By Wedding Consultant, Nikki Hilaire
The ceremony (and reception) is running an hour (or two!) late? What do you do?
Identify the cause and remedy. For instance, if lateness is due to a missing but replaceable item (such as a ring pillow or bouquet) I’d grab a substitute from my emergency kit, and get the wedding started.
Otherwise, I’d inform vendors of the situation and enlist their cooperation in making changes to the programme. For example, a late wedding may necessitate serving dinner earlier and allowing speeches during the meal, or having the caterer serve hors d’oeuvres to waiting guests (if possible).
There is an interruption in water supply?
I make it a point to drive around the venue neighbourhood and map out the nearest automated teller machines and convenience stores. I also keep handy the phone numbers for water trucking services.
I discuss any potential water problems with the venue contact closer to the date and on the morning of the wedding. In the unlikely event that the venue is unable to meet water requirements on the day (think sinks running dry) I’d approach neighbours about the possibility of using their supply. There is also the option to purchase water by the gallon from the nearest convenience stores whilst waiting for water trucks to arrive.
It’s raining at your outdoor wedding?
You need to establish a back-up plan in advance. Consider reserving tent walls to be used if necessary; if the venue is not tented there should be at least one covered area.
I often change the reception schedule or program when this happens. For instance, if pelting rain forces guests to run for shelter, the “waiting” period can be turned into the “first dance” item followed by a soca dance party. Guests would be having such a good time that they may not notice that the banquet style dinner was turned into a casual buffet.
The entertainment does not show up?
I keep varied music discs in my car as back-up; the DJ usually does a sound check with me, or someone from my team, at least two hours prior to the reception, so that they can always transition if a musician does not show.
For instance, if your live saxophonist cancels, the DJ can substitute instrumental music, without guests even knowing that something went wrong. It’s all about having that relationship with your vendors.
a guide to creating an heirloom
Get it cleaned
Your gown should be professionally cleaned within several days (or weeks at most) after wear. If you will be off on your honeymoon, enlist someone to take it to your dry cleaner as soon as possible. Even if your dress appears clean after the wedding, spills from alcoholic beverages or soda can turn brown with time and become more difficult to remove. Body oils may also cause the dress lining to turn brittle eventually. Tip: Not all dry cleaners are the same. Check with your local bridal shops to find out which they recommend.
Have you dry cleaner WET CLEAN your gown; that is, clean with water and mild detergents. This will prevent any damage to the beadwork or sequins by chemicals used in traditional dry cleaning. Wet-cleaning also ensures that invisible stains from body oils, soda or alcohol are removed. Once the dress has been well rinsed, no chemicals or residue should be left. Package well
Before you send your gown to be cleaned, you should:
- Know what fabric your dress is made of; silks are notoriously difficult to have cleaned.
- Check to see if there are cleaning instructions on the dress label. These may read: Dry Clean Only or Professional Wet-Cleaning Recommended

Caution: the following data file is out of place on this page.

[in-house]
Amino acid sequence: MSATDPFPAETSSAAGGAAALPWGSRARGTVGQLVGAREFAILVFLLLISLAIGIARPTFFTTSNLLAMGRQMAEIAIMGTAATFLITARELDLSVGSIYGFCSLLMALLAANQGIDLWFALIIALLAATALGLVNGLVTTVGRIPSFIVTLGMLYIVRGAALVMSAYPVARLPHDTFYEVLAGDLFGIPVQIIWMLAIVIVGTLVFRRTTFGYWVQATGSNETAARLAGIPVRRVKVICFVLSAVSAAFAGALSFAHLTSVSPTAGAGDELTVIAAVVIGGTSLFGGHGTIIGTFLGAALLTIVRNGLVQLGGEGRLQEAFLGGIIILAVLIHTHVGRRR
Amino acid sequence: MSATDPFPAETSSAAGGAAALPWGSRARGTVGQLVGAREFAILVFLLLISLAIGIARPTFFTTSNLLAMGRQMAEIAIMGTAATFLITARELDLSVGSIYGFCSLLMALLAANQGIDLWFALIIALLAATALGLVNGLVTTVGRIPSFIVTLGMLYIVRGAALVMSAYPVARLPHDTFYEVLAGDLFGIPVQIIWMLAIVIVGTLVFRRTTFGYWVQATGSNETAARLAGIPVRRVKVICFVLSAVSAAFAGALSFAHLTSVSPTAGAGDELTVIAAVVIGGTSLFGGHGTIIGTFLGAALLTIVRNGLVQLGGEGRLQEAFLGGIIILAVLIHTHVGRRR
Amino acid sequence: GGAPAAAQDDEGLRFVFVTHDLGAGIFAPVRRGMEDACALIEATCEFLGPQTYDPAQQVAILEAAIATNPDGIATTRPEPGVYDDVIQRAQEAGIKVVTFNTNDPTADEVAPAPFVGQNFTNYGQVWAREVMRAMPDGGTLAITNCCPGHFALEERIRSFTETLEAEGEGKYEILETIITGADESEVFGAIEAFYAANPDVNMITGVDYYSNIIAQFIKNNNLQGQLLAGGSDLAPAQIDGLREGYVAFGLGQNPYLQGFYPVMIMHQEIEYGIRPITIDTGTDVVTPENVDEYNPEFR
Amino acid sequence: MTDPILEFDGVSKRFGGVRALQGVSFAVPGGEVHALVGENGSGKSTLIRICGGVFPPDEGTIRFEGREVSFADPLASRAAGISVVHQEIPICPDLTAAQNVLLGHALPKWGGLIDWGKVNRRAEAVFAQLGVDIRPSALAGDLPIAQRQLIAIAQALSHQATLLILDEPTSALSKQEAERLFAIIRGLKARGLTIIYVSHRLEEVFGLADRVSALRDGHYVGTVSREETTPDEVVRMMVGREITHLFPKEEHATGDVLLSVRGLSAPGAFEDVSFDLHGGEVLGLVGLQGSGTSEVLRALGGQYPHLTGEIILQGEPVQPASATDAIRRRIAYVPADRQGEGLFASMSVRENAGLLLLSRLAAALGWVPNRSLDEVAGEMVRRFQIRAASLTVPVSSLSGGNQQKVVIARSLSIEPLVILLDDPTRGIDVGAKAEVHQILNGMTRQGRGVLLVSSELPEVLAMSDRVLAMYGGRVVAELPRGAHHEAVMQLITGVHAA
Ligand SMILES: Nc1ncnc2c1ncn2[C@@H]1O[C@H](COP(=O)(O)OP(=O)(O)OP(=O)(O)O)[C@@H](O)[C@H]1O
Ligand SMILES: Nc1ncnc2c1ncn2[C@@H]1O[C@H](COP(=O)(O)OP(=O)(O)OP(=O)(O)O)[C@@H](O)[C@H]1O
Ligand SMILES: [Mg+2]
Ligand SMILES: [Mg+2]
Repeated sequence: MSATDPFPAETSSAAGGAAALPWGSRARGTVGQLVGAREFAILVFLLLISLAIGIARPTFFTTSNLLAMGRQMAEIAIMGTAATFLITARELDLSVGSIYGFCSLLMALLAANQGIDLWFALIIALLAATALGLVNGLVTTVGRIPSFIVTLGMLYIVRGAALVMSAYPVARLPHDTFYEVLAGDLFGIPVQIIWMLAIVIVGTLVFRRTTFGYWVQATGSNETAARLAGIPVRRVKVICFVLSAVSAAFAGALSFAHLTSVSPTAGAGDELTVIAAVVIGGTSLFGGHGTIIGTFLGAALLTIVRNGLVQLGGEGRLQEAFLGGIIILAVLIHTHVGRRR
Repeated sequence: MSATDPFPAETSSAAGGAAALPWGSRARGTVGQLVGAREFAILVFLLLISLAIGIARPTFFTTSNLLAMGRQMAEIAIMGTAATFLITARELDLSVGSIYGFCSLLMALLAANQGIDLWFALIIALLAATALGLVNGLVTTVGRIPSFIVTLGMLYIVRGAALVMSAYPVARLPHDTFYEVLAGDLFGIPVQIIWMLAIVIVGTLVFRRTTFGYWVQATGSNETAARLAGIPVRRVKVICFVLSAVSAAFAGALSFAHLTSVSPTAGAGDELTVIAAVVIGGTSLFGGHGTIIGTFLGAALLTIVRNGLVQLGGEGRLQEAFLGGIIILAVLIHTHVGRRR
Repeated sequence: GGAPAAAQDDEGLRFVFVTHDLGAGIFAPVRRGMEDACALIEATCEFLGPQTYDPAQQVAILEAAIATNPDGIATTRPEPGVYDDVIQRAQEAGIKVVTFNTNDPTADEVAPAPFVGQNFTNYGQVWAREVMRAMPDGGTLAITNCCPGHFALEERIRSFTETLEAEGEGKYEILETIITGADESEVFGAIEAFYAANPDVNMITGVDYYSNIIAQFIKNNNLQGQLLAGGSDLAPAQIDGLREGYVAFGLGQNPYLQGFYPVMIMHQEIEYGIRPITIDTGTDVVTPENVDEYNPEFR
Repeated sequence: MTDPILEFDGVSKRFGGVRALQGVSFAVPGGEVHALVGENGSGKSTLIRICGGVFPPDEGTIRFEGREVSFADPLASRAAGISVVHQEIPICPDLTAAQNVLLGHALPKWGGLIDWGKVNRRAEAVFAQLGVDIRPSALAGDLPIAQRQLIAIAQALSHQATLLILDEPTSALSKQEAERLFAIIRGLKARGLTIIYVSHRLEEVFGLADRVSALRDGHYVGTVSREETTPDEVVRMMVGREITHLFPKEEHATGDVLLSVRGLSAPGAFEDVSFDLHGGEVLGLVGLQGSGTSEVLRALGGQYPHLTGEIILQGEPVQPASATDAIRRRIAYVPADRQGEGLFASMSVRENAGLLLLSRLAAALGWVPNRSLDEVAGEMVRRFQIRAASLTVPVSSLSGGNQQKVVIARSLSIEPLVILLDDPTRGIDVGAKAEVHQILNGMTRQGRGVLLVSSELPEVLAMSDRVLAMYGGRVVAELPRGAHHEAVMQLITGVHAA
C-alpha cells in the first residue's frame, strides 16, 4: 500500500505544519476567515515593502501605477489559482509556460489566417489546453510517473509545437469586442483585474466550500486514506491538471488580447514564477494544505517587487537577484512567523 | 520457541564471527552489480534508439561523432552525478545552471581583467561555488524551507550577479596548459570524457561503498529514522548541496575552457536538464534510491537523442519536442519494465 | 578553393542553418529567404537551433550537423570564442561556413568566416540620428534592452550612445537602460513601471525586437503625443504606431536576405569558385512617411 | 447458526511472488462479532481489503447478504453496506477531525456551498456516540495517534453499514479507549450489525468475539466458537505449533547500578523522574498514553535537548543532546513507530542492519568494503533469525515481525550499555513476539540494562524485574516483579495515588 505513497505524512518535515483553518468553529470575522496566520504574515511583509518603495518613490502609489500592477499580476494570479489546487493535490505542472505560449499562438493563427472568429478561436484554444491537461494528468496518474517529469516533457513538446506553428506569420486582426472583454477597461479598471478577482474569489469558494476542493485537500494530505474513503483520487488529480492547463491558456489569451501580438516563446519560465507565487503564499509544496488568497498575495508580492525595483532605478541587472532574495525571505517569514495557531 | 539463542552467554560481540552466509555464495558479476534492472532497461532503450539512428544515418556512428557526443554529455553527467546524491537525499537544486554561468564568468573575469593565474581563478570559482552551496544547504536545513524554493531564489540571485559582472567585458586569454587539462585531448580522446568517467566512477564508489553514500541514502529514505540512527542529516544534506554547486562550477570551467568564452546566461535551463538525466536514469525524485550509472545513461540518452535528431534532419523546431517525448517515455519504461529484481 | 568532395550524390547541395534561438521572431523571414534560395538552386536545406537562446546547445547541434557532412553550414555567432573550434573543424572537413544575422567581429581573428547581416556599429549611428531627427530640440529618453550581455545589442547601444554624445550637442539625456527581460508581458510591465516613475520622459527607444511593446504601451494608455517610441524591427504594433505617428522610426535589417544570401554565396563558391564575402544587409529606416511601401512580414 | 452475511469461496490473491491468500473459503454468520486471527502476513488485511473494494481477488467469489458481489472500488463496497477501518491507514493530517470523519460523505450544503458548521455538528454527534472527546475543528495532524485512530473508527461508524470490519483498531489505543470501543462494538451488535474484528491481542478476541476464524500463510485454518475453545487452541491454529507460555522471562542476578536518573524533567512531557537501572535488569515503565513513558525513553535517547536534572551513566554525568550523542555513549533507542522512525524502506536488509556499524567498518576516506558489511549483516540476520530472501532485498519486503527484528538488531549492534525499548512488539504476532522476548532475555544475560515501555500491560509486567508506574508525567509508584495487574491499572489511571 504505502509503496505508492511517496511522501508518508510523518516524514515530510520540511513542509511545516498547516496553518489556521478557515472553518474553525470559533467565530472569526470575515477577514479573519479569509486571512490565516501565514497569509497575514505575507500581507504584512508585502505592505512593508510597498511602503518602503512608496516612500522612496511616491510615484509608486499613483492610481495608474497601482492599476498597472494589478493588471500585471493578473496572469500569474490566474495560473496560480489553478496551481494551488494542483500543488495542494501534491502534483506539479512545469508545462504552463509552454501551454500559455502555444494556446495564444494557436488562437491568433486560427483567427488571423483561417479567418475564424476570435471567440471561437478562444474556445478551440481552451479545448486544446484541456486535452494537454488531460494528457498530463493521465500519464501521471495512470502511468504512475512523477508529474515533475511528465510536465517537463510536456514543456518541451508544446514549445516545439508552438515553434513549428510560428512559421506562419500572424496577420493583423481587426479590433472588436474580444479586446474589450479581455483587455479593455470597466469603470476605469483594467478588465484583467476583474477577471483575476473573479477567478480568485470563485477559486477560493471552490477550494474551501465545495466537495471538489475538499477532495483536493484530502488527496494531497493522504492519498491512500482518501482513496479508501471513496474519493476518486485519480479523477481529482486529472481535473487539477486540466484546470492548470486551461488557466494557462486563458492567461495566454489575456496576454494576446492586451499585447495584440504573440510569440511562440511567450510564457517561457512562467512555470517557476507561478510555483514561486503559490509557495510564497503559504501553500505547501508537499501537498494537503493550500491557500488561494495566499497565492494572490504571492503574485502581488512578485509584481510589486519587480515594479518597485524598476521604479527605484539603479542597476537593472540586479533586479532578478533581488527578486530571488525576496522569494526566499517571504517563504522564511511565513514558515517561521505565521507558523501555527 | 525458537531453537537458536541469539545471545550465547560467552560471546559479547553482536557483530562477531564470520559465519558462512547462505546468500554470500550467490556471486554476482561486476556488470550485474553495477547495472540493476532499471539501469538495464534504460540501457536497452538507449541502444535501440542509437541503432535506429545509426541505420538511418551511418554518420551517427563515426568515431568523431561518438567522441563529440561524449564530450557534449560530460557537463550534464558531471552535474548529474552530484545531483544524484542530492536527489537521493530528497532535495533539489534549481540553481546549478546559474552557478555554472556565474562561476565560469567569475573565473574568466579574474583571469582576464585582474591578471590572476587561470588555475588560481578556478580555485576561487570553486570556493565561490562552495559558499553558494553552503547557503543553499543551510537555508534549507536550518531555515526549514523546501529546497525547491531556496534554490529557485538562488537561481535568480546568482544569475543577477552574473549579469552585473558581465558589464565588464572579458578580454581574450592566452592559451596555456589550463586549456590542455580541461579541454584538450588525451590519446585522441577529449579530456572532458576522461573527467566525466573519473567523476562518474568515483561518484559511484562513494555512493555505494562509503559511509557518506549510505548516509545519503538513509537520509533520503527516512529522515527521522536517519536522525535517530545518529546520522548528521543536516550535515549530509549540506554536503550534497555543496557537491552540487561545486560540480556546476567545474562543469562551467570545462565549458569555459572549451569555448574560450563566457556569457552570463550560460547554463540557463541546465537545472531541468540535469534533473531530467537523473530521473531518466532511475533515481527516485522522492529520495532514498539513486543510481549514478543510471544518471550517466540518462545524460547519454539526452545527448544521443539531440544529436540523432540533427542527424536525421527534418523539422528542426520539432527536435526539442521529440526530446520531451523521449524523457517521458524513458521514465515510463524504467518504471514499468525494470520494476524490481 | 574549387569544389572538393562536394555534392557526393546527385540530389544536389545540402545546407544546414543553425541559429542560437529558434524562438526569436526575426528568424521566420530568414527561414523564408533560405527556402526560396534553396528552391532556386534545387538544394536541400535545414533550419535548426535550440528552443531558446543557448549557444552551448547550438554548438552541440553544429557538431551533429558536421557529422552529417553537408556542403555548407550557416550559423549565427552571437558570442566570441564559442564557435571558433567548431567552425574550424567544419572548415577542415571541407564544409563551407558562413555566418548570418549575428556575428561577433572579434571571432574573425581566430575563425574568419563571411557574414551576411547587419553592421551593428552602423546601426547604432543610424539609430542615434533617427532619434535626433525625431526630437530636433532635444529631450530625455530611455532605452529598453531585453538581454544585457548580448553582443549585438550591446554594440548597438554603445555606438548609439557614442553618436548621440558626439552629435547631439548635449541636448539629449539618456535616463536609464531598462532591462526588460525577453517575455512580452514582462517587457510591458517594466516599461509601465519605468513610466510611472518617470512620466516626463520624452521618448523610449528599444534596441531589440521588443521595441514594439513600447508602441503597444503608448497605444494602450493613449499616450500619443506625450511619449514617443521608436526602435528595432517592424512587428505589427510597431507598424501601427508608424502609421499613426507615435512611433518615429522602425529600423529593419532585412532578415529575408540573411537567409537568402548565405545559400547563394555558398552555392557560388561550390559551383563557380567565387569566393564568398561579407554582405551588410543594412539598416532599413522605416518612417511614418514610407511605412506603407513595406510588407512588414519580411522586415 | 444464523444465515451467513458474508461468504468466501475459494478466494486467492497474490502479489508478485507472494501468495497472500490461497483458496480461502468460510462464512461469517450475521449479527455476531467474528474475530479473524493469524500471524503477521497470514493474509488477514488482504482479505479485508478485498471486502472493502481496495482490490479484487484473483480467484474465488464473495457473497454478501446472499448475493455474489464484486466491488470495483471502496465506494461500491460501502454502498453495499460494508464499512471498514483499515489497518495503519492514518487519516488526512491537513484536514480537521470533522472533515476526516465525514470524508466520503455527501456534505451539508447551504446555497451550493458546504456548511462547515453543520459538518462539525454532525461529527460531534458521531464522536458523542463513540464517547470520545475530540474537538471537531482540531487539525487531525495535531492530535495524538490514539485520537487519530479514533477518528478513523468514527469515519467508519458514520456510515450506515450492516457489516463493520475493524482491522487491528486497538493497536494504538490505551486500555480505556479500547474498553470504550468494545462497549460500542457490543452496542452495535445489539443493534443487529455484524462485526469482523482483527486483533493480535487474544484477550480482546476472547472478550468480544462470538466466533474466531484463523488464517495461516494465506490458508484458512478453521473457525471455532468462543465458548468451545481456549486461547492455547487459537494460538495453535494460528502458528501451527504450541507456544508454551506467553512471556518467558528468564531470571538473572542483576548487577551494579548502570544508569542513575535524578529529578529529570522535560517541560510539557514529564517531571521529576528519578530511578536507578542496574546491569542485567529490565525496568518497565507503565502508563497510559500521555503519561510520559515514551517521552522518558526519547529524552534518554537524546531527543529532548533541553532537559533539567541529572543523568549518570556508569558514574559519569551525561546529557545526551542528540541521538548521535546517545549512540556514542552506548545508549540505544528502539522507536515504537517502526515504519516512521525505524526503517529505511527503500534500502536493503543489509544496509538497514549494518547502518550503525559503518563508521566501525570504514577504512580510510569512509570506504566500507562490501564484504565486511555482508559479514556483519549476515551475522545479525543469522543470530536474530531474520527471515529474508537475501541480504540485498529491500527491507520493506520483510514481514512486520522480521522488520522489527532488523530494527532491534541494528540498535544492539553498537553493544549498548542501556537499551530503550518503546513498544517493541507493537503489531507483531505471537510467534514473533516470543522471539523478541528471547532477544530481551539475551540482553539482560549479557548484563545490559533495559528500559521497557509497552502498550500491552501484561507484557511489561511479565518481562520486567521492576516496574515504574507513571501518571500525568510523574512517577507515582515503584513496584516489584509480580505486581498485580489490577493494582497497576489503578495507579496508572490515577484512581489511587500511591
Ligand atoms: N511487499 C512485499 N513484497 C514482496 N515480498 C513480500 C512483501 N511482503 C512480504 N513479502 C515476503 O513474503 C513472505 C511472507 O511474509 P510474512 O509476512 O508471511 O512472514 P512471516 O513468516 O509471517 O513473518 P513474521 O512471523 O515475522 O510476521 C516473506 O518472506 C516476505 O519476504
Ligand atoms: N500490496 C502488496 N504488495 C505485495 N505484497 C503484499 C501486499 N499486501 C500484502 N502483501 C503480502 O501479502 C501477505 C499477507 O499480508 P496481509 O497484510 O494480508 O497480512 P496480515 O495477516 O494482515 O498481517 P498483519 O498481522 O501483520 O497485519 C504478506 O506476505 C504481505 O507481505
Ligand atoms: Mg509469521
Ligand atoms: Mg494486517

- Identify any visible stains or dirt on the dress for your dry cleaner’s attention.
- Note whether your dress has any sequins or beads that may need protecting and whether they are glued or sewed on. Embellishments that are glued on are more prone to coming off during the cleaning process.
Store your gown in a way that will protect and preserve it.
One of the absolute worst ways to store your wedding gown is in the plastic bag from your dry cleaner or a plastic storage bag. Most plastics will give off chemical fumes that can cause your gown to become discolored over time. Plastics are also very good at sealing in moisture from excess humidity, which can lead to the growth of mold and mildew.
If your wedding gown has covered metal buttons, pins or sponge shoulder pads or padding, these should be removed and stored separately. These items can break down at different rates and release chemicals that may damage your gown.
If you’re going to hang your dress in a closet, use a plastic or padded hanger; if you use the wooden or wire ones, the weight of the dress can cause the fabric to stretch and distort.
It is recommended that the gowns be packed with white acid-free or pH-neutral tissue paper and boxes. Ordinary paper contains acid which can literally scorch your gown. Packaging in the box and using the tissue paper will also allow the gown to ‘breathe’ and get rid of excess moisture. Estimated cost of box, TT$350.00; cost of 10 sheets of tissue TT$20.00.
The tissue is rolled up and stuffed inside the bodice and sleeves of the gown to prevent wrinkles and preserve the shape. It’s best to avoid folding if possible as folds can become permanent with time and weaken the fabric. If you do fold your gown, ensure the radius of the curve is as large as possible to avoid sharp creases.
A dark, cool, dry place.
Store your gown, either hanging or boxed, in cool, dry areas, free from drastic temperature changes. Select an area with adequate air circulation, but away from light. Interior closets that meet the temperature and circulation requirements can be ideal.
Note: Even with proper treatment, some garments will turn yellow with age. This is typical with the ageing of silk and wool and is considered the ‘patina of age’.